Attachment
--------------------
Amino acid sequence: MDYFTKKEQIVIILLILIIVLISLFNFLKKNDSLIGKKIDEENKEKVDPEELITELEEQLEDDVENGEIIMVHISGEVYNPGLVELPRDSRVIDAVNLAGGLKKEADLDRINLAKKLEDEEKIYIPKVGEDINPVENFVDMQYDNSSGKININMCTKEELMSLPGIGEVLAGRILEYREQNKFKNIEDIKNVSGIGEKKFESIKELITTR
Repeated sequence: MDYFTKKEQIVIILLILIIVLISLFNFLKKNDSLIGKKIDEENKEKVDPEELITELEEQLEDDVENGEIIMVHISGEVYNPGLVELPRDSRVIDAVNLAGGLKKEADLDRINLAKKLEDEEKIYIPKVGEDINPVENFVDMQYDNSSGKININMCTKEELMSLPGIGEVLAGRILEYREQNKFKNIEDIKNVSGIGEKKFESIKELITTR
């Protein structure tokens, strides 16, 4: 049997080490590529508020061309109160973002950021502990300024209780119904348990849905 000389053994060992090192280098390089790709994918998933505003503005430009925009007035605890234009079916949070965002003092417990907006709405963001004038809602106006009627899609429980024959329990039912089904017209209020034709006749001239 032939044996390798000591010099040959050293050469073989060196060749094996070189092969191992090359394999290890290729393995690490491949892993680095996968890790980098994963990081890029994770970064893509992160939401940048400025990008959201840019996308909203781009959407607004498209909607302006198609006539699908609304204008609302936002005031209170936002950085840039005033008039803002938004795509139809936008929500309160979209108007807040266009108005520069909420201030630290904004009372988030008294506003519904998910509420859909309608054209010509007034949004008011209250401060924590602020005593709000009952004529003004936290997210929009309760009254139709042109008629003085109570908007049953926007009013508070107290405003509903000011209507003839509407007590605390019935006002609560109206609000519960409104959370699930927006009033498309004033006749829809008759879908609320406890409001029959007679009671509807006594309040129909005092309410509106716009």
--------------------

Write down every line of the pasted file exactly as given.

Amino acid sequence: MDYFTKKEQIVIILLILIIVLISLFNFLKKNDSLIGKKIDEENKEKVDPEELITELEEQLEDDVENGEIIMVHISGEVYNPGLVELPRDSRVIDAVNLAGGLKKEADLDRINLAKKLEDEEKIYIPKVGEDINPVENFVDMQYDNSSGKININMCTKEELMSLPGIGEVLAGRILEYREQNKFKNIEDIKNVSGIGEKKFESIKELITTR
Repeated sequence: MDYFTKKEQIVIILLILIIVLISLFNFLKKNDSLIGKKIDEENKEKVDPEELITELEEQLEDDVENGEIIMVHISGEVYNPGLVELPRDSRVIDAVNLAGGLKKEADLDRINLAKKLEDEEKIYIPKVGEDINPVENFVDMQYDNSSGKININMCTKEELMSLPGIGEVLAGRILEYREQNKFKNIEDIKNVSGIGEKKFESIKELITTR
């Protein structure tokens, strides 16, 4: 049997080490590529508020061309109160973002950021502990300024209780119904348990849905 000389053994060992090192280098390089790709994918998933505003503005430009925009007035605890234009079916949070965002003092417990907006709405963001004038809602106006009627899609429980024959329990039912089904017209209020034709006749001239 032939044996390798000591010099040959050293050469073989060196060749094996070189092969191992090359394999290890290729393995690490491949892993680095996968890790980098994963990081890029994770970064893509992160939401940048400025990008959201840019996308909203781009959407607004498209909607302006198609006539699908609304204008609302936002005031209170936002950085840039005033008039803002938004795509139809936008929500309160979209108007807040266009108005520069909420201030630290904004009372988030008294506003519904998910509420859909309608054209010509007034949004008011209250401060924590602020005593709000009952004529003004936290997210929009309760009254139709042109008629003085109570908007049953926007009013508070107290405003509903000011209507003839509407007590605390019935006002609560109206609000519960409104959370699930927006009033498309004033006749829809008759879908609320406890409001029959007679009671509807006594309040129909005092309410509106716009």